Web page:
TARANTINO: She showed up, in a good mood. We did the shot. And she crashed. At first, no one really knew what happened. After the crash, when Uma went to the hospital, I was feeling in total anguish at what had happened. I walked the road, going the opposite direction. And in walking the road, going in the other direction…I don’t know how a straight road turns into an un-straight road, but it wasn’t as straight. It wasn’t the straight shot that it had been, going the other way. There is a little mini S-curve that almost seemed like it opened up to a mini fork in the road. That is just not the way it looked, going in the opposite direction. Maybe the opposite direction there was kind of an optical illusion. This other way, there’s a little bend and if you look at the footage, that’s where she loses control. She’s flying along, and she thinks it’s a straight road and as far as she can see, it is a straight road out her windshield. And then it takes this little S-curve, and she’s not prepared for it. And it throw the car out of control.
Tarantino expressed deep regret for the incident and said it "affected me and Uma for the next two to three years," but they were able to work through it a few years ago.
Asked about his role in helping Thurman come forward with her accusations, Tarantino described himself as "her accomplice" and noted that she believes Weinstein may have tried to cover up the whole incident.
"She feels it’s very possible the car was destroyed, at Harvey Weinstein’s insistence, and at Bennett Walsh and Lawrence Bender’s execution," he said. "I didn’t know about any of that, after the fact. Me and Uma weren’t talking about stuff like that, the aftermath of her being in the hospital, coming out and wrapping up the movie. Frankly, I didn’t think about the car, after the crash, one iota."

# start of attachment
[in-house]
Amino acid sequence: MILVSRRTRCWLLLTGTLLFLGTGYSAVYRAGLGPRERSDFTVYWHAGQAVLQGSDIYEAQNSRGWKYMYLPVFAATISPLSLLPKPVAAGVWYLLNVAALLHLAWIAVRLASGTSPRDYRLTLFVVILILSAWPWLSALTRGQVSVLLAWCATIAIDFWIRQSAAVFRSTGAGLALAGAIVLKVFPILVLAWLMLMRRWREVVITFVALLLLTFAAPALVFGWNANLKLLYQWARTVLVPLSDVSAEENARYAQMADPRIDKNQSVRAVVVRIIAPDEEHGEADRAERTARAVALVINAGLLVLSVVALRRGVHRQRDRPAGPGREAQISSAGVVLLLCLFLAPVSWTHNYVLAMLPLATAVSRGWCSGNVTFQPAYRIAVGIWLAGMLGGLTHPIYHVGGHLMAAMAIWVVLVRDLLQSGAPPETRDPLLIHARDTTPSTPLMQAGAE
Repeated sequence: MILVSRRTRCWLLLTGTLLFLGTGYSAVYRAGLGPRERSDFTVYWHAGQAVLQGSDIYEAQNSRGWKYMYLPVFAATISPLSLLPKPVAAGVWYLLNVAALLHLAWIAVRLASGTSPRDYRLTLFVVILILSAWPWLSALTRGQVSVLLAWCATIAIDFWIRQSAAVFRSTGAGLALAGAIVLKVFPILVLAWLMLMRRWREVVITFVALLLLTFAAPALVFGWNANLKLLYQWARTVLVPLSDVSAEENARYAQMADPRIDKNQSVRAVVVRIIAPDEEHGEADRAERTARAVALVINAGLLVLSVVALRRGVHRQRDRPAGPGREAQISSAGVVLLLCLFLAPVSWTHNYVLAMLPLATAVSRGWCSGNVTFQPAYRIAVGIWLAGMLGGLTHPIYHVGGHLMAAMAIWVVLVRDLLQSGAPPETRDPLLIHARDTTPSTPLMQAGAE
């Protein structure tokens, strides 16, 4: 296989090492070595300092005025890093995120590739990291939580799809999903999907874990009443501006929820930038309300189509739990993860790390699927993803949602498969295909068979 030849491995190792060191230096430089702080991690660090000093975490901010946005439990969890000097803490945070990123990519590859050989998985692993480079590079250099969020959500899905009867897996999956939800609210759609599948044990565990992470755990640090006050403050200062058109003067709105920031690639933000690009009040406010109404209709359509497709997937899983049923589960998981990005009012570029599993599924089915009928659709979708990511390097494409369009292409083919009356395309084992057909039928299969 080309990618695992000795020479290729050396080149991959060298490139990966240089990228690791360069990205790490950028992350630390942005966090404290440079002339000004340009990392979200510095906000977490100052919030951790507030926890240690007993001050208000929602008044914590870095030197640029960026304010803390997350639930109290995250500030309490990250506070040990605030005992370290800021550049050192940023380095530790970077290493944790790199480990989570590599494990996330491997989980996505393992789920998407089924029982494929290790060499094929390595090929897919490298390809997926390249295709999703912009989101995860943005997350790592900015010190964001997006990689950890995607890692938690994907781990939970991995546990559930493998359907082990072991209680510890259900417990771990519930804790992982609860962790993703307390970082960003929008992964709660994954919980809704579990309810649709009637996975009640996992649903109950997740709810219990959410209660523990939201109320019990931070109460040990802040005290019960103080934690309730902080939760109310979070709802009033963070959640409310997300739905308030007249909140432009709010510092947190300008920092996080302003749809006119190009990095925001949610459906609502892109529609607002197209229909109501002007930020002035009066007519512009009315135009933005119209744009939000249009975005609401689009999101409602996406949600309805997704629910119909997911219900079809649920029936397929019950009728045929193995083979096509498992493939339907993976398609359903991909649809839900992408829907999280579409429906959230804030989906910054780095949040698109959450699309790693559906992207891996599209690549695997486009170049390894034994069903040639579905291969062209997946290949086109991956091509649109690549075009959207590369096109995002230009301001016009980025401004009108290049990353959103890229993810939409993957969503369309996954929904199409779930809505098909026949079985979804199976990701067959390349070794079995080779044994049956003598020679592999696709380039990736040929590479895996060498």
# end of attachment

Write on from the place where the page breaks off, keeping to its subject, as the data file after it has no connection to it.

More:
The director also addressed his confrontation with Weinstein over his alleged assault of Thurman, which he noted was actually referenced in Dowd's article, but "de-emphasized." Here's the key exchange (formatting adjusted):
TARANTINO: Mira had told me what Harvey had done to her. I couldn’t believe it. We were now boyfriend and girlfriend and he was staying away. And I chalked it up to the idea that Harvey had a big crush on her. That there was this big Svengali moment going on, where she was at the Toronto Film Festival, the toast of the town because of Mighty Aphrodite, everyone is buzzing. And he’s the Flo Ziegfeld, presenting this new star. And that he had an over-inflated sense of his own sexuality. She told me those stories. I was horrified for her and frankly embarrassed for him, that he had to make desperate moves like that. Me and Mira became boyfriend and girlfriend and he backed off, all the way. I figured he was having a big crush on Mira. Then, while we were getting ready to do Kill Bill, Uma tells me that he had done the same thing to her. That was when I realized there was a pattern, in Harvey’s luring and pushing attacks. So I made Harvey apologize to Uma. In the Maureen Dowd article it says, that is when Quentin confronted Harvey? Well, my confrontation was saying, you have to go to Uma. This happened. You have to apologize to her and she has to accept your apology, if we’re going to do Kill Bill together.
DEADLINE: You made that apology a condition of making that movie and continuing your relationship with his studio? Did you discuss it in calm tones, or were you in his face?
TARANTINO: They were insistent tones. They became more insistent because, naturally, Harvey tried to de-emphasize things and say things weren’t exactly they way they were…”well, she was doing this, and she’s saying that..” But that didn’t work, because I knew she wasn’t lying. There wasn’t another side to this story. There was this story. Harvey was really good at saying, well, the reality is there was this, that or the other thing…and frankly, if you don’t know the people who are being talked about, you could give somebody the benefit of the doubt. I this case, I wasn’t giving Harvey the benefit of the doubt. I knew he was lying, that everything Uma was saying, was the truth. When he tried to wriggle out of it, and how things actually happened, I never bought his story. I said, I don’t believe you. I believe her. And if you want to do Kill Bill, you need to make this right.
The director also defended his role in some "sadistic" shots for "Kill Bill" with Thurman which Dowd referenced, including spitting in her face and strangling her with a chain. He chose to do it, he said, because he simply did not trust anyone else to do it and wanted to limit the number of takes.
Below is Thurman's partial defense of Tarantino and accusation of a "cover-up":